Two days into a trial scheduled to go 15 days, Sanjay Amrutkar has reached a plea agreement. The Chilliwack physiotherapist was accused of inappropriately touching several patients while providing physiotherapy at a Chilliwack clinic in 2019, and faced eight charges of sexual assault.
He left the Chilliwack Law Courts Wednesday morning (Jan. 25) with a not-yet-finalized agreement to plead guilty to one charge of sexual assault. Amrutkar’s lawyer, Joven Narwal, presented the deal to B.C. Supreme Court judge Brenda Brown.
Crown will be proceeding summarily with the one count, a designation reserved for less serious offences, and Amrutkar is expected to see no jail time. He’ll have to abide by a conditional sentence order that will include no house arrest. Amrutkar will have to observe a 10 p.m. to 6 a.m. curfew for six months. That will be followed by one year probation which will include a no-contact order with the eight women who brought charges against him.
Narwal said he would be applying to prevent Amrutkar’s name from being added to the Canadian National Sex Offender Registry (NSOR), and he added another stipulation that “the terms of the facts of the resolution will not involve in any way an admission that the touching was intentionally for a sexual purpose at all, but rather there was a form of non-consensual touching that still satisfies the elements of the offence.”
Because Crown is proceeding summarily, the agreement is being knocked down to B.C. provincial court to be finalized. Crown prosecutor Aaron Burns agreed to the deal.
The trial heard from two witnesses before it ended. The names of both women, and six other complainants, are protected by a publication ban.
The first witness to take the stand said she went to physio at the direction of WorkSafe BC because of a workplace knee injury. This woman had seen another physiotherapist several times, but when that person took vacation she saw Amrutkar twice. She testified that he didn’t follow the routine the other physio had established, which involved movement exercises, the use of a stimulation (electrical current) machine on the knee and taping of the knee.
According to the witness, Amrutkar said her knee injury had caused her hips to fall out of alignment. During the session she said he had her lie on her back on a treatment table with her knees resting at a 90 degree angle. She said he spread her legs and moved his hand between them without asking permission. She said he touched her inner thigh and gradually moved his hand closer to her vagina as he massaged her groin for around 10 minutes. She testified that he touched her vagina under her shorts and underwear for 10 to 20 seconds.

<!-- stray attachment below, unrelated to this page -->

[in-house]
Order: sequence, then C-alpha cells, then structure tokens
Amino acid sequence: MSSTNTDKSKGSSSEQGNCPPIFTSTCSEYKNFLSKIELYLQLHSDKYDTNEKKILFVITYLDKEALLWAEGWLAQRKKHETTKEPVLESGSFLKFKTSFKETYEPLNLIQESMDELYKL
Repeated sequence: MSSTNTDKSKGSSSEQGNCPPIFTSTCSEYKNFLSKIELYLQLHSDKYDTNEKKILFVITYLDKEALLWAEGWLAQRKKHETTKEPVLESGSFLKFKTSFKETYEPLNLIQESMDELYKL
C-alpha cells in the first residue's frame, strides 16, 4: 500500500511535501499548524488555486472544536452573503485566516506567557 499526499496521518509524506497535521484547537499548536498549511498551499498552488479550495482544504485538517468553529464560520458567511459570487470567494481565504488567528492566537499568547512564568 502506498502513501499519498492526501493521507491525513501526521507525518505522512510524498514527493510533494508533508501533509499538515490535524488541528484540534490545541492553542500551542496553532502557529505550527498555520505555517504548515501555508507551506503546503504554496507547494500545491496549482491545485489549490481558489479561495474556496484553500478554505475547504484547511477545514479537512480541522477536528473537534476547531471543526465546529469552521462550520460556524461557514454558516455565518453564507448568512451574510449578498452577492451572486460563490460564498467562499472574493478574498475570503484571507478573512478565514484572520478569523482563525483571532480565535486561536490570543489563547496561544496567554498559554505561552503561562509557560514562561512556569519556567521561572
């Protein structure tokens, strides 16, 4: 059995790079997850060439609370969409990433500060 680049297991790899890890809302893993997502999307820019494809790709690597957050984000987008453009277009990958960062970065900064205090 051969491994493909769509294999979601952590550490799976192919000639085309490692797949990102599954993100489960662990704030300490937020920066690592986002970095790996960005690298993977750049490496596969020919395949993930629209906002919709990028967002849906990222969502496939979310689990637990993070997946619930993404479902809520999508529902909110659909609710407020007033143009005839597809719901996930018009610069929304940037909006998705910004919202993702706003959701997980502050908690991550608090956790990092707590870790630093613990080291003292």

She said he offered no explanation for what he was doing and never asked permission for anything he did. She said Amrutkar offered no treatment for her knee.
After she left the clinic she felt that what happened wasn’t right. She went to one more appointment a few days later where Amrutkar directed her to use an arm bike and sent her home. She had one more scheduled appointment with Amrutkar that she skipped, and she only returned to physio after her original therapist returned.
During cross examination, defence lawyer Joven Narwal chipped away at the witness’s credibility when he pointed out that she got the first name of her original physiotherapist wrong and he suggested she had three sessions with Amrutkar, not two. He produced a treatment record from the clinic showing Amrutkar’s notes from three dates and tried to trip up the witness on what happened, and when.
The lawyer also suggested the witness had done hip exercises with her original physio and Amrutkar had reason to be focusing on that area as well as the knee.
The witness pushed back on several of Narwal’s suggestions.
All eight complainants were scheduled to take the stand, and Crown was also going to call on Karen van der Hoop, a retired physiotherapist with six years experience as an inspector for the College of Physical Therapy of B.C., and seven as examiner for the Canadian Alliance of Physical Therapy Regulators.
“I expect that she’s going to say there’s no medical justification for what the complainants say Mr. Amrutkar did to them,” Burns said in his opening statement of facts.
Amrutkar is registered with the College of Physiotherapists of B.C., but must not treat female patients without a chaperone.